The role of endothelial cells in hematopoiesis. The close proximity of HSCs to the BM vasculature was an initial clue that BM endothelial cells (BMECs) play a role in the regulation of HSCs (92–98). BMECs induce HSC proliferation and differentiation through activation of AKT (94) and the Notch signaling pathway (95, 96), while in vitro MAPK activation in BMECs induces significantly less expansion of hematopoietic cells (94), suggesting that various activation states within the BMEC population could have differing effects on the associated HSCs. BMECs are a major source of SCF, CXCL12 (93, 98–100), BMEC-derived EGF, and pleiotrophin (101–103), which are critical for homeostasis and hematopoietic system regeneration following BMT (97). BMECs make up a heterogenous population composed of arteriolar ECs (AECs) and sinusoidal ECs (SECs). While differences in production of all known HSC regulatory genes are not fully elucidated, AEC-derived SCF has been observed to be more critical for HSCs than SEC-derived SCF (99). HSCs also exist in different proliferative states depending on the BMEC niche. HSCs associated with AECs are found in a more quiescent state than those associated with SECs (104, 105); however, whether this is strictly due to the BMECs themselves or influenced by additional niche populations is not known.
BMECs express a range of TLRs (TLR1–7, TLR9) and inflammatory receptors, such as those for TNF-α, IL-1, and IL-6 (106–108), suggesting a role in stress-induced hematopoiesis. Early in vitro assays of human EC lines identified increased expression of the myeloid differentiation cytokine GM-CSF upon IL-1 or TNF-α stimulation, suggesting that BMECs contribute to demand-dependent hematopoiesis (109, 110). In recent years, it has become apparent that G-CSF–mediated emergency granulopoiesis is heavily dependent on inflammatory signaling through BMECs, in part through TLR4 (111–114). Additionally, LPS and TNF-α induce expression of Jagged-2 on BMECs and Notch-1 and -2 on hematopoietic cells, suggesting that these pathways may work together to promote Notch signaling in the BM during inflammation (115). Chronic activation of the inflammatory stress–associated MAPK pathway in BMECs (116, 117) promotes aberrant NF-κB signaling, which is believed to drive myeloid bias in HSCs ex vivo at the expense of self-renewal (118). While the majority of this research has been within the context of acute infection and the associated immune response, several cytokine and signaling pathways (IL-1β, TNF-α, and TLR4) and the skewing toward myelopoiesis are also implicated in obesity, making these pathways prime targets for further analysis. While not studied during infection, expression of Del-1 by BMECs has also been shown to regulate homeostatic production of myeloid cells, suggesting a possible signaling pathway that is disrupted during obesity (119).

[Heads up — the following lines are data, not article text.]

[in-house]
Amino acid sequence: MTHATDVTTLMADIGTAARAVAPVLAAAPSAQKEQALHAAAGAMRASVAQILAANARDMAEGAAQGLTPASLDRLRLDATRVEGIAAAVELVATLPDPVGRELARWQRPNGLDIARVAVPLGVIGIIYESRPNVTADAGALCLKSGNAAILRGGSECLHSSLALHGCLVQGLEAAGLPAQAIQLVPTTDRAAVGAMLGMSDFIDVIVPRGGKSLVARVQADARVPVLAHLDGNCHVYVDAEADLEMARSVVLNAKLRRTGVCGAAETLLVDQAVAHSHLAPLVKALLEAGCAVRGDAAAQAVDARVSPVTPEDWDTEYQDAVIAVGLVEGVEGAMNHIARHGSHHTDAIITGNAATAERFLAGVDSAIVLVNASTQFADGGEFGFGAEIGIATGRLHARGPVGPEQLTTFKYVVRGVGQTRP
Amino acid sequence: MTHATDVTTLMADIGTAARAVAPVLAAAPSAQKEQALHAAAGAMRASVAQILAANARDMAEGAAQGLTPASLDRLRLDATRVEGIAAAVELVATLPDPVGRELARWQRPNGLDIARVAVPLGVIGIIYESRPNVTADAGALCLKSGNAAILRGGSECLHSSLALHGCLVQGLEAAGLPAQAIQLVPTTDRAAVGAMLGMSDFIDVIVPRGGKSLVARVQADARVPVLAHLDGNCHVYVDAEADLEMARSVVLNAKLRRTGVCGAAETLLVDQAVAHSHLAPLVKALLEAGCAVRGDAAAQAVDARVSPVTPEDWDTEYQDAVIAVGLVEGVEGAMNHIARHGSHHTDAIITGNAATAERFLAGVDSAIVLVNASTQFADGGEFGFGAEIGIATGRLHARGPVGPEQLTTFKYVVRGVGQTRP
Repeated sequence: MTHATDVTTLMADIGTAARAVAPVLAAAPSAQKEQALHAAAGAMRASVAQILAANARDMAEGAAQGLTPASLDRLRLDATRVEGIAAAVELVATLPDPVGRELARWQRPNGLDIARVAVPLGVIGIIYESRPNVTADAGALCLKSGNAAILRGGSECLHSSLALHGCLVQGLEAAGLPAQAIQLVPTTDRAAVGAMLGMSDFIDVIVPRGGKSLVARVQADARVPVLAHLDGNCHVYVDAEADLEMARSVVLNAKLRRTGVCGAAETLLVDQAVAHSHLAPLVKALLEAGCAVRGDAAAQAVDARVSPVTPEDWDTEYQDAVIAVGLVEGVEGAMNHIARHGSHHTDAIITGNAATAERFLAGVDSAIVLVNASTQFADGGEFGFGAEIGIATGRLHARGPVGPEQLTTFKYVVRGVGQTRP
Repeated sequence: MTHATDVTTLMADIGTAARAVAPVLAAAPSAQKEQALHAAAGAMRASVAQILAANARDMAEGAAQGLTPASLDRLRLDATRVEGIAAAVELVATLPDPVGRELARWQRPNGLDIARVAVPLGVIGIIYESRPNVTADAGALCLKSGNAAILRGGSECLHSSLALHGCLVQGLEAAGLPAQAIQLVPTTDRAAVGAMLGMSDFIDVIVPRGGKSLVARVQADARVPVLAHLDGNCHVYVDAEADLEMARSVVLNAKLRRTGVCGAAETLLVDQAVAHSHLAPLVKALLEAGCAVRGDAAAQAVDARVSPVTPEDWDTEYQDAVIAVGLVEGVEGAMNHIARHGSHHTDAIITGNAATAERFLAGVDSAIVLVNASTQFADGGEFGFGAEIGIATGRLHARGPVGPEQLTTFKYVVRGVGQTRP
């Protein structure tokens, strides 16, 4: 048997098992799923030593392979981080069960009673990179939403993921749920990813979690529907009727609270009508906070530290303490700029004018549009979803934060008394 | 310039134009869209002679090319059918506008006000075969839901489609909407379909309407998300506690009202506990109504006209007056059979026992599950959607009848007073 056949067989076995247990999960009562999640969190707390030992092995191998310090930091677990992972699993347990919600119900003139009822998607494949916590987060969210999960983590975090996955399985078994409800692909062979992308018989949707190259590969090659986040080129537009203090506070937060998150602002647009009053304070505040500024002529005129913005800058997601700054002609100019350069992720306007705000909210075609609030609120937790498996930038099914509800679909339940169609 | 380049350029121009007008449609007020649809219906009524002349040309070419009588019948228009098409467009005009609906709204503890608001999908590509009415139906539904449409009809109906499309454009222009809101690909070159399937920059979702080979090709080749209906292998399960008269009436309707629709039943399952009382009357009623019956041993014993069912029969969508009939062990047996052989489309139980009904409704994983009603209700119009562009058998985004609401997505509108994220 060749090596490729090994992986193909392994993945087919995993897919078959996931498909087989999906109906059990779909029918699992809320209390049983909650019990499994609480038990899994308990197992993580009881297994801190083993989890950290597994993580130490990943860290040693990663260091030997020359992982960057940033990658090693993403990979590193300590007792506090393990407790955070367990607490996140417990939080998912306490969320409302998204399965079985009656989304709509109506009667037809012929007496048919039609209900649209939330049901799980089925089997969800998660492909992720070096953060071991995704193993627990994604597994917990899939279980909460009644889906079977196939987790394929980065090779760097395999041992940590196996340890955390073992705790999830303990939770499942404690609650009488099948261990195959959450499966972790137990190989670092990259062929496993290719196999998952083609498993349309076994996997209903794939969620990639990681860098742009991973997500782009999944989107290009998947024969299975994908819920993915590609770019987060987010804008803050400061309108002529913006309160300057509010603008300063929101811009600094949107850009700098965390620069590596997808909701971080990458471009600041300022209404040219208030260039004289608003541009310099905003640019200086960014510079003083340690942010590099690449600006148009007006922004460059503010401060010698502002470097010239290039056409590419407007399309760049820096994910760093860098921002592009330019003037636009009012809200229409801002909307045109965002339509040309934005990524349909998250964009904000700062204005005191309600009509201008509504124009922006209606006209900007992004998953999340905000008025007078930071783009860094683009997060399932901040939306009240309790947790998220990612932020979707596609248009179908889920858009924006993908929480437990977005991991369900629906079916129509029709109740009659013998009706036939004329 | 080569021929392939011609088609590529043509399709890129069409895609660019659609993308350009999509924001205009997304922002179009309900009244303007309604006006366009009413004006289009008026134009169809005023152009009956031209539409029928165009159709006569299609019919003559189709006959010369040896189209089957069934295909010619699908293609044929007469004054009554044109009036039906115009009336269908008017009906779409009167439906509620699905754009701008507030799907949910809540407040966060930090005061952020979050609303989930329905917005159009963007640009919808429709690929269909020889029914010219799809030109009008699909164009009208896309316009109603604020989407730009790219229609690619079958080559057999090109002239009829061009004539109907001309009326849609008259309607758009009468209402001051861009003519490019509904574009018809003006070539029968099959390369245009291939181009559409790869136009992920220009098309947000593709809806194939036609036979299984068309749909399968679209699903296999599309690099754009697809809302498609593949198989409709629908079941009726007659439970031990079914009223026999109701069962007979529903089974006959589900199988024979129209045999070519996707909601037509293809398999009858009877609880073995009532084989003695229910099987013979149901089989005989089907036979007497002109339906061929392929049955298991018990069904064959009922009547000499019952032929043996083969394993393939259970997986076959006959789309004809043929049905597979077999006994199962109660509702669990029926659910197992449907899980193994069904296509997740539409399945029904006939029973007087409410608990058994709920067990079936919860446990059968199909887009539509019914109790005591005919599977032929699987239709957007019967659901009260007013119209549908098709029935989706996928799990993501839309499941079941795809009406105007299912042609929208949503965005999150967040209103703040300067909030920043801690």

Significant impairments in BMECs of the HSC niche have been observed in the context of diabetes (120–122). While some studies focus on type 1 diabetes (T1D), which addresses the impact of hyperglycemia and differs from the obese conditions associated with T2D, they still provide insight into the effect of metabolic dysfunction on the BM. When mice are exposed to streptozotocin to induce β cell failure, the BM undergoes significant loss of hematopoietic cells, a dramatic decrease in vascular density, and increased vascular permeability (120, 122). BMECs from streptozotocin-treated mice also have increased levels of ROS and decreased migration toward chemokines CXCL12 and VEGF-A (120, 121). BMECs from these mice also exhibit decreased AKT pathway activation, which is associated with impaired BMEC migration, leukocyte extravasation, and vascular permeability (122).
The role of BMECs in metainflammation are limited, but recent work described BMEC-specific EGFR signaling in mediating the BM phenotype observed in obesity (123). The authors noted a significant reduction in CXCL12 in BMECs from obese mice; however, increased HSC localization at the BM vasculature was observed in obese mice compared with controls. These results are conflicting, as CXCL12 is considered the prominent cytokine for HSC retention in the BM, and a reduction in CXCL12 would not typically associate with increased HSC recruitment. BMEC-specific EGFR deletion in Cdh5-Cre;EGFRfl/fl mice had no effect on CXCL12 expression in response to HFD, and EGFR-deficient mice underwent increased expansion of HSCs, along with notably more myelopoiesis compared with the WT HFD group. The authors of this study conclude that BMEC EGFR signaling is protective and aids in maintenance of normal hematopoiesis. One possible caveat of this study arises from the use of Cdh5-Cre mice, as constitutive deletion in BMECs could result in deletion in the hematopoietic system (86). Overall, these data suggest that obesity and hyperglycemia influence the HSC niche by both promoting enhanced myelopoiesis and affecting mechanisms that keep hematopoiesis in check (124).